Much has been written about democratizing Afghanistan and Iraq, yet a clear-cut, theoretically-enriching, and empirically thick comparative analysis remains overdue for societies as divided as these two. To partly fill in the vacuum, this book utilizes various theories and stages of international negotiations(which catalyzed democratization in both cases) in interpreting both cases, while also distinguishing between endogenous and exogenous democratization forces. How electoral democracy came about in both cases is traced from the negotiating table through at least 4 stages and 6 chapters. The study finds democratization being more stable when left on its own momentum (as in Afghanistan) than when conflict-driven (as in Iraq). Though full-fledged democracy does not appear inevitable in either case, the study's insightful exploration of its interface in Islamic communities and as a Bush Doctrine component alerts us to fasten our seat belts before elections beckon again.
Imtiaz Hussain is Professor of International Relations in Mexico City’s Universidad Iberoamericana, with recent publications addressing regional integration, democratization, and homeland security. A recipient of several teaching and research awards, he received his Ph.D. from the University of Pennsylvania, and is from Bangladesh.
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List of Abbreviations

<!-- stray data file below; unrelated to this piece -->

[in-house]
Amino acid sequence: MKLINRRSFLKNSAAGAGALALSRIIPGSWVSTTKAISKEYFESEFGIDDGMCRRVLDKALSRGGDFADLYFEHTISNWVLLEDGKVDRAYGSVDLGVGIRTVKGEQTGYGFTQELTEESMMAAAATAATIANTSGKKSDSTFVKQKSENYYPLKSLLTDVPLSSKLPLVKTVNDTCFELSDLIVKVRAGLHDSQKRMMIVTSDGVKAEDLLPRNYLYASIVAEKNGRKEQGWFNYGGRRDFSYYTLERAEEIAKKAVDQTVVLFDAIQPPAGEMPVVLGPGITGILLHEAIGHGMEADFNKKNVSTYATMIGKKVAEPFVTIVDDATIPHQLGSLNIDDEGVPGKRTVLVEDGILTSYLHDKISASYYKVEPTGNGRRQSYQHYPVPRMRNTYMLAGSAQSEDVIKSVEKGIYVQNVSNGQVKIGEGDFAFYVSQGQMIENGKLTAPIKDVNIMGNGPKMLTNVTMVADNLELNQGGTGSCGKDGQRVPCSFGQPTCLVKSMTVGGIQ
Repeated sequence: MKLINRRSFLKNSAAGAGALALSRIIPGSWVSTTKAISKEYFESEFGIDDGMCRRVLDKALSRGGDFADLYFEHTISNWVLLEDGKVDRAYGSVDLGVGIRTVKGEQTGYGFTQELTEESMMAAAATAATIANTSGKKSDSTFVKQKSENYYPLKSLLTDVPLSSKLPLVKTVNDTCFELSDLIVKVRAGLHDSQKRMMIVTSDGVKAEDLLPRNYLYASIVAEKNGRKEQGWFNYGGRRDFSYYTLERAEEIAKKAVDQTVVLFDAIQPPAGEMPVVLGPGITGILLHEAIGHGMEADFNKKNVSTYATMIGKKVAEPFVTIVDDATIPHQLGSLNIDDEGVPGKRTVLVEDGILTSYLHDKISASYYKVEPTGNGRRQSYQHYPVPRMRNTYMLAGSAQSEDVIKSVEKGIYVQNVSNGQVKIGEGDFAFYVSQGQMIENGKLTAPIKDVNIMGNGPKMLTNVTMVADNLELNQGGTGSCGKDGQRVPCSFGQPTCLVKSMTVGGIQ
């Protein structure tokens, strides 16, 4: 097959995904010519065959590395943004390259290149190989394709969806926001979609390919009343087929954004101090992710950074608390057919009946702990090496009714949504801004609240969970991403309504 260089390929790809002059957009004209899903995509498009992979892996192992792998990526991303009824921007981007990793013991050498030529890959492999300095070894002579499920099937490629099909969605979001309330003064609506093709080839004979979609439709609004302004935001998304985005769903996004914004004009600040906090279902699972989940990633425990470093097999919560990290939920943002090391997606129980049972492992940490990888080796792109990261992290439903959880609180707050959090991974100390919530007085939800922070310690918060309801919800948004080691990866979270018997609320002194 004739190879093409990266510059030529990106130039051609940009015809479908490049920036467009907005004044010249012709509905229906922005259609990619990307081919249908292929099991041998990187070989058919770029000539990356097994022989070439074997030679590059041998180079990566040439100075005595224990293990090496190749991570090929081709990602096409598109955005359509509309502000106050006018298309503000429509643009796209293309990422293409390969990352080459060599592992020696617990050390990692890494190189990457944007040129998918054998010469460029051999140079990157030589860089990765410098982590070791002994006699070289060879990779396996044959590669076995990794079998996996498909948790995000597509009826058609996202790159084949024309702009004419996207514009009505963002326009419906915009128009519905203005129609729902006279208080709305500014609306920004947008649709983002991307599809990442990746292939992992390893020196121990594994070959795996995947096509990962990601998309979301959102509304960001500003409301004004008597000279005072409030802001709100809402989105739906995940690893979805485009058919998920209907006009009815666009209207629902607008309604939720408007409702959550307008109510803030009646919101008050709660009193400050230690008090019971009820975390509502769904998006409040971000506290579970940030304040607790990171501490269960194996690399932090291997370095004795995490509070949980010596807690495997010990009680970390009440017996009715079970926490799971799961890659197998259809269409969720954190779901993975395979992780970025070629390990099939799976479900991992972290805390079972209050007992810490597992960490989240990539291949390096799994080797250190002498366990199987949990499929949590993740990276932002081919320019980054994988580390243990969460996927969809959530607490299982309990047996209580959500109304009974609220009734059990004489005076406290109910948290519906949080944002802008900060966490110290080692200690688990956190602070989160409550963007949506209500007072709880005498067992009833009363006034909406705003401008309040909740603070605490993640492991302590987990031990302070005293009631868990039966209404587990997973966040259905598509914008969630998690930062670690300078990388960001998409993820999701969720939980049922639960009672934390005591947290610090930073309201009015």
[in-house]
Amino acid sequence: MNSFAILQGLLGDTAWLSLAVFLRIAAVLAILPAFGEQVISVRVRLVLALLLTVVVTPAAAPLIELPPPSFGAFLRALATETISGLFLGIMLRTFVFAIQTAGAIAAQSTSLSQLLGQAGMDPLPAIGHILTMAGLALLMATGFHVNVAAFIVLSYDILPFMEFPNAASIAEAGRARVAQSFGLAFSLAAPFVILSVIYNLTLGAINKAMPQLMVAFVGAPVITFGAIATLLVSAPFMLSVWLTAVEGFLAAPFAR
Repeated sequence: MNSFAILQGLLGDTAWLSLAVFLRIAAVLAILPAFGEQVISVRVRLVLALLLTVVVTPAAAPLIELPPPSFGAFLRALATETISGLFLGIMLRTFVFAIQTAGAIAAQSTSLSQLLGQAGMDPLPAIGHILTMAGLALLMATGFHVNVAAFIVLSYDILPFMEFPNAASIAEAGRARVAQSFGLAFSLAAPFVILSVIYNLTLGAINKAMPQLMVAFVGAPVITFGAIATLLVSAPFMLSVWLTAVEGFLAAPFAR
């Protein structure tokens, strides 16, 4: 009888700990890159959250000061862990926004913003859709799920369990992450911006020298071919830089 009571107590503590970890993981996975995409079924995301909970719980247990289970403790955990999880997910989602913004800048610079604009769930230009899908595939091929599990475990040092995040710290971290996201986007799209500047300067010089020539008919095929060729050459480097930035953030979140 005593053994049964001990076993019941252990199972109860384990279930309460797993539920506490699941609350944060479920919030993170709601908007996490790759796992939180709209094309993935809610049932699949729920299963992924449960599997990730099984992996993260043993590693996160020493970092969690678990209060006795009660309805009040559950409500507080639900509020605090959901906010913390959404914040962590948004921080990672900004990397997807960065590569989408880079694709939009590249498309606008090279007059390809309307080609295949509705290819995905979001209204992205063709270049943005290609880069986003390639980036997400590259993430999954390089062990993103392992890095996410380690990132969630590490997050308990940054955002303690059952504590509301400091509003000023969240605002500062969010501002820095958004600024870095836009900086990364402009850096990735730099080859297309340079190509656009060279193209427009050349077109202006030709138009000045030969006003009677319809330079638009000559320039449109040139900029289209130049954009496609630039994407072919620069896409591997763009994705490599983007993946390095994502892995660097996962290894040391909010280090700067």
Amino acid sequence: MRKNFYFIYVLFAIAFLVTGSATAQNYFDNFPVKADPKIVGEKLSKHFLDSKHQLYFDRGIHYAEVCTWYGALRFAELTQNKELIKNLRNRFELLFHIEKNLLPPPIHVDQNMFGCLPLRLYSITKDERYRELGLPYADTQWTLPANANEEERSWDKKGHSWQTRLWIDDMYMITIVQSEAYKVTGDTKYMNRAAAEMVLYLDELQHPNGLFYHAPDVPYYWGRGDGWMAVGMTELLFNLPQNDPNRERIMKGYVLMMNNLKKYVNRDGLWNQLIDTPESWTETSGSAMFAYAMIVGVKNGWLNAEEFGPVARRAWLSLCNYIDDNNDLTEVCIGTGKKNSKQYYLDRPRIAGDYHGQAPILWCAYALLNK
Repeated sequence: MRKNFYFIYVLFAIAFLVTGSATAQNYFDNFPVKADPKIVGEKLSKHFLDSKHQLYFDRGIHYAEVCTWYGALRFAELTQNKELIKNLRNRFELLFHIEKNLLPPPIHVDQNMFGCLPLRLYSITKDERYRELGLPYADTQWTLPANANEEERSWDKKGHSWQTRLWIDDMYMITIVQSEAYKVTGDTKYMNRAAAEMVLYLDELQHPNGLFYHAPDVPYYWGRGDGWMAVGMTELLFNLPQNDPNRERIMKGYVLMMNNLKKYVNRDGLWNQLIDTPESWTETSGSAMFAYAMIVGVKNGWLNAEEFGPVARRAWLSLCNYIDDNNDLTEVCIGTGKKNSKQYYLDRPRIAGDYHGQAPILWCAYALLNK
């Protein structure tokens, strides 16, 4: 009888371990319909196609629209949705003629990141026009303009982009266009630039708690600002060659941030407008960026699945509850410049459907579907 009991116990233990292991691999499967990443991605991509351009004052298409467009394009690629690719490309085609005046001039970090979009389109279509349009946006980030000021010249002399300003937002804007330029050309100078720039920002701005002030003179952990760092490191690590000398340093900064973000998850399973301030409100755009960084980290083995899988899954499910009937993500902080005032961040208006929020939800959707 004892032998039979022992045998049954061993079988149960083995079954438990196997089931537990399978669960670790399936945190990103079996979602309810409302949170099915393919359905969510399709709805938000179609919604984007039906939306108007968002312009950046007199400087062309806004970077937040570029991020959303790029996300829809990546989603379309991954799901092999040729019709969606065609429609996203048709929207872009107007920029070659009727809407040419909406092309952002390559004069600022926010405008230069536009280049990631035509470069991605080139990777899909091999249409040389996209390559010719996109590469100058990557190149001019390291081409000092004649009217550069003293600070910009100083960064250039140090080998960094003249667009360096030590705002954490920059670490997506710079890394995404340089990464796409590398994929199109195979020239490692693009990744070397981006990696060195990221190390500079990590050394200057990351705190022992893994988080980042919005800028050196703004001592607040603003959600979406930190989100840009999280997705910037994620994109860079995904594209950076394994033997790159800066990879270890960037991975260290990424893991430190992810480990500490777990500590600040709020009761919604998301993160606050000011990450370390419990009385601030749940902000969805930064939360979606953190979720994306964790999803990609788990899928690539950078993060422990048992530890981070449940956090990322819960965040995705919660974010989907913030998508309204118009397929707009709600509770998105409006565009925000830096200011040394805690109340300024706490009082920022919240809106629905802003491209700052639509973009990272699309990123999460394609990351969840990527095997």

1. Afghanistan & Iraq, Democracy & the United States: Between Rocks and Hard Places
Introduction: Of Puzzles, Problems, & Predicaments
Nature of the Subject
Signifi cance of Subject
2. Hyphenating Democracy: Germany, Japan, & the Confl ict Thesis
Democratizing the Defeated: German and Japanese
Experiences in Comparative Light
4. Blindfolding Democracy: Blueprinting Ballots From
Building a Blueprint
Actors and Actions
From Confl ict to Cooperation
Sine qua non democracy: Afghan-Iraq Symmetries &
C.P.A. as Oddball
A Tale of Two Negotiating Tables
Ad Hoc Democracy: Troubled Waters Too Deep,
Bridges Too Few
Afghanistan-Iraq Comparisons & Contrasts
7. Constitutional Democracy: Afghanistan’s Paper Tiger &
Iraq’s Pigeon Clay
Profi ling Constitution-making
Future Prospects: Towards Functional Statehood
8. Electoral Democracy: Still the Road Less Traveled By
Elections and Governmental Performances
Post-Election Issues and Contentions
Contexts and Verdicts
9. Conclusions: Damoclean Democracy?
A Triple-headed Monstrosity & Mine-fi lled Exits
Substantive Similarities and Differences
The volume is most pertinent for scholars of democracy, Middle East & Persian Gulf specialists, graduate students focusing on democracy/Middle East/Persian Gulf, policy-makers, and the informed public.